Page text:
MINNEAPOLIS (WCCO) -- Following widespread marches and demonstrations this weekend, a group of DFL state senators is pushing for sweeping reforms when it comes to gun control and school safety in Minnesota.
Unveiled on Monday, the comprehensive plan includes 14 pieces of legislation that address school safety and security, public health research and gun safety measures.
Many of the proposals have already been widely talked about at the Capitol this year, like raising the minimum age to buy semi-automatic assault weapons to 21 and authorizing gun violence protective orders, which lets law enforcement or family members to get a petition if a person poses a significant danger to themselves or others by having a gun.
"This past weekend, we witnessed the largest mass protest against gun violence in our nation's history," DFL senators said in a joint statement. "Minnesotans are desperate to have a civil conversation about gun violence with their elected officials. The plan we are announcing today is intended to get us closer to having that conversation."
Although the deadline has passed, Senate leaders are still able to allow for public hearings. That would require a vote by the rules committee.
Back in 2014, Minnesota's medical marijuana legislation was passed after the Capitol deadline.
Republicans hold a one-seat majority in the Senate, so it will be up to them to decide whether or not these bills are discussed publicly, which the authors of the legislation say they have formally requested.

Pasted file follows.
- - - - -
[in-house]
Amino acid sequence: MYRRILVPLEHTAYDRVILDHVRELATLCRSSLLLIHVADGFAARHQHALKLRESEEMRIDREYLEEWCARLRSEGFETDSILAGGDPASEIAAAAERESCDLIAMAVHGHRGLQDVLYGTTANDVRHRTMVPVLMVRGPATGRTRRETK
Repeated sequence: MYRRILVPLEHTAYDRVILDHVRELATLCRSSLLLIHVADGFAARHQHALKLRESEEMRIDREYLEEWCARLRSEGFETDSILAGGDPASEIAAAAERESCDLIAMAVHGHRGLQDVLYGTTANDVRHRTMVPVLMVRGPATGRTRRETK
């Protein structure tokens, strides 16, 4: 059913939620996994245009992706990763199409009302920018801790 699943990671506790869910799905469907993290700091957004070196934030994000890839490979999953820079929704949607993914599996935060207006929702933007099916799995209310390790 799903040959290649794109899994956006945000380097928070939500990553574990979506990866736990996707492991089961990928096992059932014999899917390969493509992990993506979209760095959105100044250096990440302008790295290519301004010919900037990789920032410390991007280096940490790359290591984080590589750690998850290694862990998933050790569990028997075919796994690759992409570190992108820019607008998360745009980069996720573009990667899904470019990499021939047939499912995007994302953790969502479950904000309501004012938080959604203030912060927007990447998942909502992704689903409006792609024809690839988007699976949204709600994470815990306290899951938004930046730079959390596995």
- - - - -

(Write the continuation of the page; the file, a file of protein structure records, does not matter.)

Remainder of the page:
When Henry Sibley High School students were fresh off the bus from the March For Our Lives rally in Washington, D.C., they learned quickly from a top Republican leader the gun control bills they support won't get a hearing.
"It's crazy to think we went all the way to Washington, and came back trying to tell our emotions and to tell everything we learned from this trip, and he won't even give us a hearing on it," Henry Sibley senior Melissa Teal said.
Democrats say that, unlike the existing plan introduced to the Senate that focuses solely on school safety, their plan is the first comprehensive, multi-pronged approach to address gun violence in the Senate this year.
But the Republican Senate Majority leader says including gun restrictions would make it too divisive to pass.
"Both of those have passionate people on both sides that will stop it, which is part of the reason I don't want to link it to safe and secure schools," Senate Majority Leader Paul Gazelka said.
Watch the video for the Monday morning press conference below.
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